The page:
10) Chromatic Aberration
When it comes to handling chromatic aberrations, the Zeiss 35mm f/1.4 is excellent. Take a look at the following comparison:
As you can see, CA levels are very low, way below what other 35mm lenses exhibit, even at the maximum aperture of f/1.4. If you see chromatic aberrations in high-contrast situations, those can be easily fixed in Lightroom and Photoshop. The Zeiss Distagon T* 35mm f/1.4 lens profile comes with Lightroom 4.4 and 5 versions, so you can easily fix CA and other lens issues using the Lens Corrections module.
As expected on fast aperture prime lenses, there is a visible amount of longitudinal chromatic aberration.
11) Zeiss Distagon T* 35mm f/1.4 vs Nikon 35mm f/1.4G
Let’s take a look at how the Zeiss Distagon T* 35mm f/1.4 compares to the Nikon 35mm f/1.4G:
At the maximum aperture of f/1.4, the Zeiss has less center resolution than the Nikon 35mm f/1.4G, but better mid-frame and corner resolution. Stopping down to f/2 significantly improves center sharpness for the Nikon, but the Zeiss still lags behind quite a bit. The Zeiss 35mm f/1.4 gets much better at f/2.8 in the center, but the Nikon 35mm f/1.4G pretty much kicks off from there, with visibly better resolution throughout the frame. And by f/4, both lenses do very well in the center, but the Nikon is still clearly better in the mid-frame and the corners. The Nikon 35mm f/1.4G has a noticeable “wavy” field curvature, with good center and corner sharpness and weaker mid-frame sharpness.
Overall, it is pretty clear that the Zeiss Distagon T* 35mm f/1.4 is weaker than the Nikon 35mm f/1.4G, especially at large apertures.
12) Zeiss Distagon T* f/1.4 vs Samyang 35mm f/1.4
Let’s compare the lens with the Samyang 35mm f/1.4 manual focus lens:
Looking at the above charts, the Zeiss Distagon T* 35mm f/1.4 is weaker than the Samyang 35mm f/1.4. Once again, large apertures and the corners is where the Zeiss suffers. Only at f/8 the Zeiss more or less gets close in performance in the center and mid-frames, but still noticeably worse in the corners.
13) Zeiss Distagon T* 35mm f/1.4 vs Sigma 35mm f/1.4
Lastly, let’s take a look at how the Zeiss compares to the excellent Sigma 35mm f/1.4:
This comparison does not need additional comments, since the Sigma 35mm f/1.4 just destroys the Zeiss 35mm f/1.4 sharpness-wise, whether looking at the center, the mid-frame or the corners.
The Zeiss Distagon T* 35mm f/1.4 is a very interesting lens. While its optical performance is not as stellar as on the twice cheaper Sigma 35mm f/1.4 (see my in-depth review) or other modern 35mm lenses for the Nikon F mount, it certainly deserves the high respect when it comes to its all-metal build, beautiful design and ability to handle extreme temperatures. As I have pointed out in my article on exotic lenses, Zeiss lenses have phenomenal build quality, thanks to fine German craftsmanship, and they are built to last for generations. I really enjoyed taking pictures with the Zeiss 35mm f/1.4, because it just felt right in my hands when mounted on my Nikon D800E. And the colors produced by the lens were outstanding, something unique to Zeiss optics.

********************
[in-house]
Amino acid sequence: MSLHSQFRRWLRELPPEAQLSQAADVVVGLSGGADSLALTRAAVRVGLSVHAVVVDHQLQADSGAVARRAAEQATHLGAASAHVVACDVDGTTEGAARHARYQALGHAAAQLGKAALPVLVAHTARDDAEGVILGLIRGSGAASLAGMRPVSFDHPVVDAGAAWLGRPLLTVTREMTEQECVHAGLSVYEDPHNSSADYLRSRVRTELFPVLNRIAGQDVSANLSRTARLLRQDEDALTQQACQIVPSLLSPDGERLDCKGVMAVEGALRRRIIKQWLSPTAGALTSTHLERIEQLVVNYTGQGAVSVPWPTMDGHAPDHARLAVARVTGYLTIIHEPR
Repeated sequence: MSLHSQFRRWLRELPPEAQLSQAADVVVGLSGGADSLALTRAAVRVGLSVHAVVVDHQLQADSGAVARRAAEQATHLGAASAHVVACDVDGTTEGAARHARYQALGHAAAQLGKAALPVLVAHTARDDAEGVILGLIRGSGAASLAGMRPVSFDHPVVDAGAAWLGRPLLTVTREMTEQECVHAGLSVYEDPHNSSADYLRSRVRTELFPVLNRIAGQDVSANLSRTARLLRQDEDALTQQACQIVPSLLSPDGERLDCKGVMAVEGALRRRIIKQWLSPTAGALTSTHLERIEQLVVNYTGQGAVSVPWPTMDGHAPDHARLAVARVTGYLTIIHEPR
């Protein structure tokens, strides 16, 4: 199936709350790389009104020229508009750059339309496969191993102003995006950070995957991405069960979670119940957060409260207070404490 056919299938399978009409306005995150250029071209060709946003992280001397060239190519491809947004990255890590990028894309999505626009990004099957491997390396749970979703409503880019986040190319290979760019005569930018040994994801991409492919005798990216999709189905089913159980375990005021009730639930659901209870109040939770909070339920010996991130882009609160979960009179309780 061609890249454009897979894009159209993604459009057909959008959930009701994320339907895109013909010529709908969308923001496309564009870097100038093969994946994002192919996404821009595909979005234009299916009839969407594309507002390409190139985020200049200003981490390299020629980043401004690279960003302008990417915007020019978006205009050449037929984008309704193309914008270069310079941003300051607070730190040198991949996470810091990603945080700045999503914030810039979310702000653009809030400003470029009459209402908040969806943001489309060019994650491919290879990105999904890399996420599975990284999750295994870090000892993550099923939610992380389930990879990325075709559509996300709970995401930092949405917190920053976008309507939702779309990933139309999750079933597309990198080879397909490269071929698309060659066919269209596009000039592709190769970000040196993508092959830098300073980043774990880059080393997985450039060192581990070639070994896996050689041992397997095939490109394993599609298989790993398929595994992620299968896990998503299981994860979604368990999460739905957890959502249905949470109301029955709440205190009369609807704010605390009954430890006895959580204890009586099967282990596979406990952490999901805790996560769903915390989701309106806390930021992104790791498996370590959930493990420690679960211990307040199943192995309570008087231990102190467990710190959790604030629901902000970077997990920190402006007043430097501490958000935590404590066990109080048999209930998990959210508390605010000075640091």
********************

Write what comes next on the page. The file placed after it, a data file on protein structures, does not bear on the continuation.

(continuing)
However, even if the excellent build and craftsmanship try to balance out the somewhat weaker optical performance, it certainly does not address the fact that the Zeiss Distagon T* 35mm f/1.4 is a manual focus lens. So the first question you have to ask yourself is, what would you use a 35mm lens for? If you are a portrait photographer, forget about any manual focus lenses – you will be frustrated with them very quickly, especially when using such large apertures as f/1.4. Depth of field is so shallow at f/1.4, that any slight movement by your subject or you will result in missed focus. Newbies should also stay away from manual focus fast aperture primes, since they require time to get used to and some skill to nail focus. So for everyday and portraiture needs, I would just pick the Sigma 35mm f/1.4 or the Nikon 35mm f/1.4G (the Sigma is my top personal preference). If you are a working landscape / architecture photography pro and you need a lens that will deliver consistent results year after year, and will live through all kinds of abuse, the Zeiss Distagon T* 35mm f/1.4 is a good investment. Just spend some time with the lens before going out on a serious shoot and understand its limitations when it comes to field curvature, handling of ghosting and flare, etc. So it all depends – as I have said a number of times before, Zeiss lenses are a niche product and they are certainly not for everyone. If I were into landscapes though, I would personally pick the Zeiss Distagon T* 35mm f/2 (see my in-depth review) over the 35mm f/1.4. It is also a very sharp lens that performs extremely well when stopped down and it has the same superb Zeiss build and colors. It is also significantly cheaper (by over $700 USD). Since you would rarely use apertures faster than f/5.6 for landscapes, why spend so much money on a lens that is only one stop faster? I know that some people love shooting flowers, various objects, occasional portraits and landscapes at large apertures, but is that something you would do very often? If yes, then by all means, go for the 35mm f/1.4. If the answer is no, then the 35mm f/2 would give you much more value.
15) Where to buy and availability
B&H is currently selling the Zeiss Distagon T* 35mm f/1.4 lens for $1843 (as of 07/22/2013).
16) More Image Samples
All Images Copyright © Nasim Mansurov, All Rights Reserved. Copying or reproduction is not permitted without written permission from the author.
Zeiss Distagon T* 35mm f/1.4 ZF.2
- Optical Performance
- Bokeh Quality
- Build Quality
- Size and Weight
Photography Life Overall Rating